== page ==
Taipei, Dec. 28 (CNA) A new channel through which migrant workers can remit their wages directly back to their homes via Taiwanese convenience stores is likely to be launched in April, according to Financial Supervisory Commission (FSC) Chairman Wellington Koo (顧立雄).
Koo confirmed that the FSC has given the green light to two applications -- one proposed by Hong Kong-based fintech startup EMQ and the other by Welldone Co., a local company engaged in the marketing of telecommunication and network products -- to offer the services for migrant workers.
The two proposals marked the first case of non-financial institutions serving as channels for cash remittances since the regulatory "sandbox" mechanism, which allows companies to experiment with new financial techniques, was created in Taiwan early this year to attract talent and capital in the fintech industry.
After the two firms make all the necessary preparations upon receiving the FSC's letter of approval, expected in about three months, they can experiment with their business models, Koo said when approached for comment Thursday.
The two firms will be experimenting with remittances made through convenience stores, while one of them will be setting up a scheme whereby payments can be sent via a virtual account, according to the NSC.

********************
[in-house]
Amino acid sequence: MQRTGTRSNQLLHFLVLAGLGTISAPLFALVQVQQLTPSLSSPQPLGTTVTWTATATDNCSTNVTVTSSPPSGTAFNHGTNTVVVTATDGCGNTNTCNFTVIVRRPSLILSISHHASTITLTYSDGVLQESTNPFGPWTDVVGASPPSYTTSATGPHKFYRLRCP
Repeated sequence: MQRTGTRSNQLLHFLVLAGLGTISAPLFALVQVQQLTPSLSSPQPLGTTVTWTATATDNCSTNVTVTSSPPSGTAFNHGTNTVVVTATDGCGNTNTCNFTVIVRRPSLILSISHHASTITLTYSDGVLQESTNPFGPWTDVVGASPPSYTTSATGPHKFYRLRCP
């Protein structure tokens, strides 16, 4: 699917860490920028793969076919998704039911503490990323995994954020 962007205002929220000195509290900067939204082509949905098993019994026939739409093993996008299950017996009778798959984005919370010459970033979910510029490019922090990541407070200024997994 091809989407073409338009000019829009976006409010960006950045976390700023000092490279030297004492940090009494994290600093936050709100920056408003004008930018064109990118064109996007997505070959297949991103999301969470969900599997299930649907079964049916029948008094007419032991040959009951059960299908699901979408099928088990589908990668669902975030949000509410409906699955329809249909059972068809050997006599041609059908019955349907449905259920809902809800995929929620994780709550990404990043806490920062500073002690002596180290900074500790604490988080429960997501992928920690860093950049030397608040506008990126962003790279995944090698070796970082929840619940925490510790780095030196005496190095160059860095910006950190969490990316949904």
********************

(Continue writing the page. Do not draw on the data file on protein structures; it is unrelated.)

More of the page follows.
Under FSC rules, remittances will be capped at NT$30,000 (US$968) per transfer, and the two agencies will have to agree on a limit to be imposed on the total amount an individual can transfer each day and each month before they launch the services, according to the NSC.
Remittance providers are expected to save at least NT$100 in processing fees per transfer by using the alternative remittance channels, compared with an average of NT$400 charged per transaction made through banks, an NSC official said.
The alternative remittance service is expected to create more convenience for migrant workers, many of whom cannot remit money home through banks by themselves because they work during normal business hours and have to send their wages to their brokers so they can make the remittances for them, the official said.